Summary: Machine learning algorithms help researchers identify speech patterns in children on the autism spectrum that are consistent between different languages. A new study led by Northwestern University researchers used machine learning--a branch of artificial intelligence--to identify speech patterns in children with autism that were consistent between English and Cantonese, suggesting that features of speech might be a useful tool for diagnosing the condition. Undertaken with collaborators in Hong Kong, the study yielded insights that could help scientists distinguish between genetic and environmental factors shaping the communication abilities of people with autism, potentially helping them learn more about the origin of the condition and develop new therapies. Children with autism often talk more slowly than typically developing children, and exhibit other differences in pitch, intonation and rhythm. But those differences (called "prosodic differences'" by researchers) have been surprisingly difficult to characterize in a consistent, objective way, and their origins have remained unclear for decades. However, a team of researchers led by Northwestern scientists Molly Losh and Joseph C.Y. Lau, along with Hong Kong-based collaborator Patrick Wong and his team, successfully used supervised machine learning to identify speech differences associated with autism.
InfoTalk Corporation Limited, a leader in conversational artificial intelligence technologies, today announced receiving the Gold Award from the Hong Kong ICT Awards for its flagship product, InfoTalk-Speaker 10.0. This Version 10 leapfrogs text-to-speech technology to a new frontier, enabling computers, robots, and any automated systems to speak in natural human voices like those in sci-fi movies. It opens up a whole new horizon for uncharted waters of digital applications. InfoTalk-Speaker is available in multiple languages. It speaks with the tonal precision of human native speakers of Cantonese and Putonghua.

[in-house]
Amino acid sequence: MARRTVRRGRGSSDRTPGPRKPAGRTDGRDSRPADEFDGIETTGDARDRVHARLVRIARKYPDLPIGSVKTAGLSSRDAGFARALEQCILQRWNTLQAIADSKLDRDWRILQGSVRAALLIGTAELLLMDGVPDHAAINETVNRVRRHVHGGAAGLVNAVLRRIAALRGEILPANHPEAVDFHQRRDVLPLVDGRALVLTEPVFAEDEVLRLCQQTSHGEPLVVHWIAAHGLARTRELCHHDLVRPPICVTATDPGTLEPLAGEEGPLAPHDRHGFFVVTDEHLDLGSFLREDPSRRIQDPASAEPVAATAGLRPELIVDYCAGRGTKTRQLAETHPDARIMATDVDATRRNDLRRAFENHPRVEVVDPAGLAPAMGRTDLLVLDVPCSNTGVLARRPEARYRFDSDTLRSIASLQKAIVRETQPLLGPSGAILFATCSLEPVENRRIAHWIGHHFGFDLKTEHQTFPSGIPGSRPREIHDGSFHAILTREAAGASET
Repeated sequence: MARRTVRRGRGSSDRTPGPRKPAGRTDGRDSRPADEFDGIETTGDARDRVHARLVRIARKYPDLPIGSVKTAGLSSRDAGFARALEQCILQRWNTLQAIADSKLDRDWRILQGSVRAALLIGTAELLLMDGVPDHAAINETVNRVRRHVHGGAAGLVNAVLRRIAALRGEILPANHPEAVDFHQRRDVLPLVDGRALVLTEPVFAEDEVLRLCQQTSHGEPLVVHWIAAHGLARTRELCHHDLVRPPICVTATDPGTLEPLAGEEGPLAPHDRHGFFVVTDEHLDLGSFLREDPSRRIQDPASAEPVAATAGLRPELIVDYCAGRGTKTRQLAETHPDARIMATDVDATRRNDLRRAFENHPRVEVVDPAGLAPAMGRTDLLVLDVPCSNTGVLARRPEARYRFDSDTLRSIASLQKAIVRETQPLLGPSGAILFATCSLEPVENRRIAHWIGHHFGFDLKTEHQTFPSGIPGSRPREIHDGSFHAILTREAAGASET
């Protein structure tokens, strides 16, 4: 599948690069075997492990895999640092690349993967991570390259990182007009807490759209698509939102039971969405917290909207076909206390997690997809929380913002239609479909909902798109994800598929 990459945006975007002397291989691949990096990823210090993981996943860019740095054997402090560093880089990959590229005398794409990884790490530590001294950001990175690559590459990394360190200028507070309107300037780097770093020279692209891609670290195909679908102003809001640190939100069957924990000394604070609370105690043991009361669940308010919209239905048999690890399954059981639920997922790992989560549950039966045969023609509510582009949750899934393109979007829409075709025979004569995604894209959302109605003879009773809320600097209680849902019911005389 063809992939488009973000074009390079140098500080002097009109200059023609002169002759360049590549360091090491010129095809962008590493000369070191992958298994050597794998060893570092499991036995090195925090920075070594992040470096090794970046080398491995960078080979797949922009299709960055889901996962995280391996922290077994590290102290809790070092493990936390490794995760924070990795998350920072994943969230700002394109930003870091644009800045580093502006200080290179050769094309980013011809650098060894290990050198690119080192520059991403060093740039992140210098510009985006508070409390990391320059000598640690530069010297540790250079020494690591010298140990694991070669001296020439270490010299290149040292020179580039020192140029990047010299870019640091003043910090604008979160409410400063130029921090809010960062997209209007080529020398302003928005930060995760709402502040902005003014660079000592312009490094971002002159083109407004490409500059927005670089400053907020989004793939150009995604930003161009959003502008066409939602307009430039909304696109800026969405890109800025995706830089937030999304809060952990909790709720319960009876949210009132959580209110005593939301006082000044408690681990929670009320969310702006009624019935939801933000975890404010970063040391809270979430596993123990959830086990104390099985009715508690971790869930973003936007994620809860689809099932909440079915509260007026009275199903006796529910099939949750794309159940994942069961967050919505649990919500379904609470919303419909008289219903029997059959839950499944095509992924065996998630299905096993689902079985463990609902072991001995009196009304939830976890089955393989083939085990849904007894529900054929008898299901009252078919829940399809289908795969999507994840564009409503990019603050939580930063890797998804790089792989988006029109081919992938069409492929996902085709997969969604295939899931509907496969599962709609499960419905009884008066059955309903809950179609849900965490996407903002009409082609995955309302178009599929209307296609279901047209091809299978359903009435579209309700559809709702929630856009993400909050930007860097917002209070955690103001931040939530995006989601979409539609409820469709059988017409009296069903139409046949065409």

Code-switching, the alternation of languages within a conversation or utterance, is a common communicative phenomenon that occurs in multilingual communities across the world. This survey reviews computational approaches for code-switched Speech and Natural Language Processing. We motivate why processing code-switched text and speech is essential for building intelligent agents and systems that interact with users in multilingual communities. As code-switching data and resources are scarce, we list what is available in various code-switched language pairs with the language processing tasks they can be used for. We review code-switching research in various Speech and NLP applications, including language processing tools and end-to-end systems. We conclude with future directions and open problems in the field.
We present the first automatic emotion detection system for Cantonese. This system classifies input text into eight emotion classes: expectancy, joy, love, surprise, anxiety, sorrow, angry, or hate. While a number of emotion corpora and lexica for Mandarin Chinese have been developed, no emotion dataset is available for Cantonese. We leverage existing Mandarin Chinese emotion resources to build the system, with support from Cantonese-Mandarin lexical mappings from a machine translation system, as well as English-Mandarin lexical mappings to handle code-switching in Cantonese input. Evaluation on a set of Cantonese sentences from social media shows promising results.
According to observations, children with autism frequently speak more slowly than similarly developing kids. They differ in their speech in other ways, most notably in tone, intonation, and rhythm. It is very challenging to consistently and objectively describe these "prosodic" distinctions, and it has been decades since their roots have been identified. Researchers from Northwestern University and Hong Kong collaborated on a study to shed light on the causes and diagnoses of this illness. This method uses machine learning to find speech patterns in autistic children that are similar in Cantonese and English.